I understand full well what Amarillo voters intended when they voted to revamp the majority on their governing City Council.
They sought “change.” They got it. Some of it has been constructive, some of it has been, well, non-constructive. I won’t say “destructive,” because nothing has been destroyed.
Now comes perhaps the most significant change yet: the de-coupling of the city from Downtown Amarillo Inc., the non-profit agency set up to spearhead downtown’s redevelopment.
I look from my perch in the peanut gallery and keep asking: Why mess with a formula that has brought us significant positive movement?
DAI will continue to exist. It won’t get city money. It will operate as an independent agency. At this moment, it doesn’t have an executive director; Melissa Dailey, who led DAI in that position, quit early this week on the eve of the City Council’s decision to cut the city’s ties with the agency.
She saw what was coming and wanted out.
But the question in my mind remains: Have we enacted change just for the sake of fulfilling some general campaign promise?
I look back on my 21 years living in Amarillo and I see significant improvement in the city’s downtown district.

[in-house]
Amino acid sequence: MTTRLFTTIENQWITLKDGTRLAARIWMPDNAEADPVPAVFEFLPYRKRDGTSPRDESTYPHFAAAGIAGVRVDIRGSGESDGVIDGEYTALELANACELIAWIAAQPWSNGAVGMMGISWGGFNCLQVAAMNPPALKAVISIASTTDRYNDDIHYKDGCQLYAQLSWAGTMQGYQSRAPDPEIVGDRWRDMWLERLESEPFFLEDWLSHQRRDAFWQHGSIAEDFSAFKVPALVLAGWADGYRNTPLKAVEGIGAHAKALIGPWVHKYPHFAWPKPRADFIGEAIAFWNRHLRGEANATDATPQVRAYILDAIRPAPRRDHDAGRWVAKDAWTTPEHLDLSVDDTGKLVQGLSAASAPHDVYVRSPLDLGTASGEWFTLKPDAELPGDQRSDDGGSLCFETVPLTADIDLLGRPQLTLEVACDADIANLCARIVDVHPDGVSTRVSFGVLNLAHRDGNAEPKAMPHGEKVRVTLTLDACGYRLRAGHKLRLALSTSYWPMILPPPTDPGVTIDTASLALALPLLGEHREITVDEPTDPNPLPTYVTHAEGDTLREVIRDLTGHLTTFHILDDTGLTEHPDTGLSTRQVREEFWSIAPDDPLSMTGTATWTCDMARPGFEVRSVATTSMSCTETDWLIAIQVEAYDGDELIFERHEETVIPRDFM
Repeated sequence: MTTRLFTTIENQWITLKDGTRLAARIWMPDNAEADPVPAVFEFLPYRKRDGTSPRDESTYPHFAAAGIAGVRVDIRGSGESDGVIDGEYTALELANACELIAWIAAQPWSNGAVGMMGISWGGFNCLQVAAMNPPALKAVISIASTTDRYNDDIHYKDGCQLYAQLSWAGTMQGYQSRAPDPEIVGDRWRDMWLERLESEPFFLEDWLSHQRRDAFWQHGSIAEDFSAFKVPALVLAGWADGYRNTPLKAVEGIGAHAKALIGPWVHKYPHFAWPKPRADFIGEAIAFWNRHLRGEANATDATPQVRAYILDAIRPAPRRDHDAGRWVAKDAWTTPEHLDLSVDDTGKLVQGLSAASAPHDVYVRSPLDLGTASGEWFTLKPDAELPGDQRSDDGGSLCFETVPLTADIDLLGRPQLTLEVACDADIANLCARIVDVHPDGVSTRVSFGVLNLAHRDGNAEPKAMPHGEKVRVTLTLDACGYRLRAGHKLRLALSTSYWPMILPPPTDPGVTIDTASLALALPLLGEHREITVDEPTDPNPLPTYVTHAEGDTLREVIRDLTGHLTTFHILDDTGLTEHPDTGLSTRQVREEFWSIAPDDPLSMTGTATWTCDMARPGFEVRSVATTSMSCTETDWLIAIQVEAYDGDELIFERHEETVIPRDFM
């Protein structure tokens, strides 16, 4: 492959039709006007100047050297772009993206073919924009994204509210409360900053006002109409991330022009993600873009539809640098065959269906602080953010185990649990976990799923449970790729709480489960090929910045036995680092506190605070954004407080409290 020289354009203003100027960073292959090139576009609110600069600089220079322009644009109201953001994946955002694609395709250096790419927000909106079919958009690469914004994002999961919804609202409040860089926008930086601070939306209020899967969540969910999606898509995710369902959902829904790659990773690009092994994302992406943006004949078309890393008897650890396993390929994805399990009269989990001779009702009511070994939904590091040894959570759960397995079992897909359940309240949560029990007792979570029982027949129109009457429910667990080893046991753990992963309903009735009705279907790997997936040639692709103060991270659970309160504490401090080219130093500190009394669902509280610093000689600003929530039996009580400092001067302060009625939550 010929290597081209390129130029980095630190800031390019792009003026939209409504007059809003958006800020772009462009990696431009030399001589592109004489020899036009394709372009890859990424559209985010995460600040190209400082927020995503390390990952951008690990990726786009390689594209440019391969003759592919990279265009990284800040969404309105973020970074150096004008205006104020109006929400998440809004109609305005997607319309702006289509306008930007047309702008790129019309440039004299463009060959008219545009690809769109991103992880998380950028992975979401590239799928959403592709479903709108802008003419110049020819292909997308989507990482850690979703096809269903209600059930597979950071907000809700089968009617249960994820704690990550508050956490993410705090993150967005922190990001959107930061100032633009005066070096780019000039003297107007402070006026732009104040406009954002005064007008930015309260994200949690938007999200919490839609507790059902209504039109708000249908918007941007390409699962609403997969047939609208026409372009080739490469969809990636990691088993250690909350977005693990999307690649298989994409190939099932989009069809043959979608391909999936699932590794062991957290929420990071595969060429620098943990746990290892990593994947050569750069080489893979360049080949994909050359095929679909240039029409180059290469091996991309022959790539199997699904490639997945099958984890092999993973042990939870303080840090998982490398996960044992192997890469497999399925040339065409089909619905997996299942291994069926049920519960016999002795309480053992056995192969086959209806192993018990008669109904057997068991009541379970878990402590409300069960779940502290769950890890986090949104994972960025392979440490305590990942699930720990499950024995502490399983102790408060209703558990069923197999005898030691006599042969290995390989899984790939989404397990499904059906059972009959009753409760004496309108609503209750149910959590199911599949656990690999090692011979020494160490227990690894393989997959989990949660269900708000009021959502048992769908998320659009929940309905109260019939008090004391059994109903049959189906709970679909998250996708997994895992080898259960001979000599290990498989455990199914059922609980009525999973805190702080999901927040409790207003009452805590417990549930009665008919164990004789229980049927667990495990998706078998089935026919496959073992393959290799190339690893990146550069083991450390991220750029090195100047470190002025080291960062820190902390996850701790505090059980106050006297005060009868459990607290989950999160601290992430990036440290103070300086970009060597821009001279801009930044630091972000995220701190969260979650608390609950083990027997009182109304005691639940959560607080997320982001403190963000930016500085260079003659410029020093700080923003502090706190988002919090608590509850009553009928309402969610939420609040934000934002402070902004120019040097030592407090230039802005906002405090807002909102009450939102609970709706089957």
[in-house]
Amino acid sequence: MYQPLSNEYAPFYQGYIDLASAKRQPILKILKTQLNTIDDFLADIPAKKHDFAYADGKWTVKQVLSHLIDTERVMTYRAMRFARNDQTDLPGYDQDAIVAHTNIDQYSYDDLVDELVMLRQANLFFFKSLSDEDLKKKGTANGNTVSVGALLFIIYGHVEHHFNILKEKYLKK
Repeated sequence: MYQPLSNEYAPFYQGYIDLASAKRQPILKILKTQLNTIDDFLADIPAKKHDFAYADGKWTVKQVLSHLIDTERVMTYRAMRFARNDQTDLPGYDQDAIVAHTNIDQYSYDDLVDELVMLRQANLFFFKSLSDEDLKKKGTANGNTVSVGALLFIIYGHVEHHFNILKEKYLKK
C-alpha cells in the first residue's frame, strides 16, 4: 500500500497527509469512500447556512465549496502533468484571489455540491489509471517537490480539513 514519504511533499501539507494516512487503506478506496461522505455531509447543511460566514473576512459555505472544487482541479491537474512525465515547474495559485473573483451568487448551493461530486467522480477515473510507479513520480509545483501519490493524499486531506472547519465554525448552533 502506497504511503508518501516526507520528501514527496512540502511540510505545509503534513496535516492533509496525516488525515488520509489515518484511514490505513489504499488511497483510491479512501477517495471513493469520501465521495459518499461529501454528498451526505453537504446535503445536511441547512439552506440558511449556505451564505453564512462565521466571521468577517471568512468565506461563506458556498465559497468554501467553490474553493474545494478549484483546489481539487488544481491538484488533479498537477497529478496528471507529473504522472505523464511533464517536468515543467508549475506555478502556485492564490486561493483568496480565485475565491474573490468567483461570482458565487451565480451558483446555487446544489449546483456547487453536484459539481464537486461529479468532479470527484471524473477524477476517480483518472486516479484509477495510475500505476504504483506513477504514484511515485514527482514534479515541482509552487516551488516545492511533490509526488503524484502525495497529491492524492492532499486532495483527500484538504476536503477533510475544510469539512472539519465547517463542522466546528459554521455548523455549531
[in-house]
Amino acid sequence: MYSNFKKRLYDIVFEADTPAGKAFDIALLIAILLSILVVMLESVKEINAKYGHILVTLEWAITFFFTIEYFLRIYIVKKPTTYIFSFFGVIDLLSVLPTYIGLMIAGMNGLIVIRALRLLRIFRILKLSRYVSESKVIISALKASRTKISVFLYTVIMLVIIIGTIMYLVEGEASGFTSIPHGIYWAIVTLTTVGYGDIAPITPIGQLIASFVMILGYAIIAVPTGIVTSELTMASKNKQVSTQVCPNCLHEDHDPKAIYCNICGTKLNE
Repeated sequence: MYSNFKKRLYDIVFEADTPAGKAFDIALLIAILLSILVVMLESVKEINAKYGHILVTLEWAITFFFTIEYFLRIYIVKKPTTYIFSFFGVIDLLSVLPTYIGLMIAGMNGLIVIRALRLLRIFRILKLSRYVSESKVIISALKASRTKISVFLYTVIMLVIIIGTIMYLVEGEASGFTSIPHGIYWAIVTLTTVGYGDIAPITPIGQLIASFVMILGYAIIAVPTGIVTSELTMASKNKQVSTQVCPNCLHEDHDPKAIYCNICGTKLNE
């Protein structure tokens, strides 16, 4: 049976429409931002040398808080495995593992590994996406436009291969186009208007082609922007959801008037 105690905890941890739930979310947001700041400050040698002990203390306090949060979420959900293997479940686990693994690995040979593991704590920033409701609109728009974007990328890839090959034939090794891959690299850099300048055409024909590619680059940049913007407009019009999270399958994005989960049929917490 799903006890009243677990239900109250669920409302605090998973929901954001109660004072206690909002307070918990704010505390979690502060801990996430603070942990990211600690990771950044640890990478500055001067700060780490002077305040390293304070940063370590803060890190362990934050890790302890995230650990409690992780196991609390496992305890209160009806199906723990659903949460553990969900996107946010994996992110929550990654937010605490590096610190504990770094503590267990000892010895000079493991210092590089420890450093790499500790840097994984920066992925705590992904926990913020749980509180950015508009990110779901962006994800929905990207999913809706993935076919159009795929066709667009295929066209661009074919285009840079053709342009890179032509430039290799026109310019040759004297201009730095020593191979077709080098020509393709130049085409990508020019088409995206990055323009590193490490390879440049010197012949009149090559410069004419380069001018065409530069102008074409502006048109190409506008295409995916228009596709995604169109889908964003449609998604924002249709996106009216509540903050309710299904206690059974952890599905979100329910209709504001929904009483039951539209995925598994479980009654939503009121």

Polk Street, once the hub of social life in Amarillo, has begun showing signs of life again. New office complexes have sprouted up. The historic Fisk Building was emptied out and then re-cast into a first-class hotel run by Marriott. Southwestern Public Service has begun construction on a new office complex. The Chase Tower, which once was a decaying skyscraper, has been remodeled and modernized. We’ve seen the completion of loft apartments.
Did all this happen by itself? Well, no.
DAI had a hand in some — if not most — of the improvements we’ve seen.
I haven’t yet met the new interim city manager. Terry Childers seems like a mature, forward-thinking individual with a proven record of success. He’ll be running the City Hall administrative show until the council finds a permanent manager.
My hope is that he knows what he’s doing by recommending all these changes.
My fear is that he and the rest of governing machinery have tossed aside a winning formula without knowing what will take its place.
I am pulling for hope to override fear.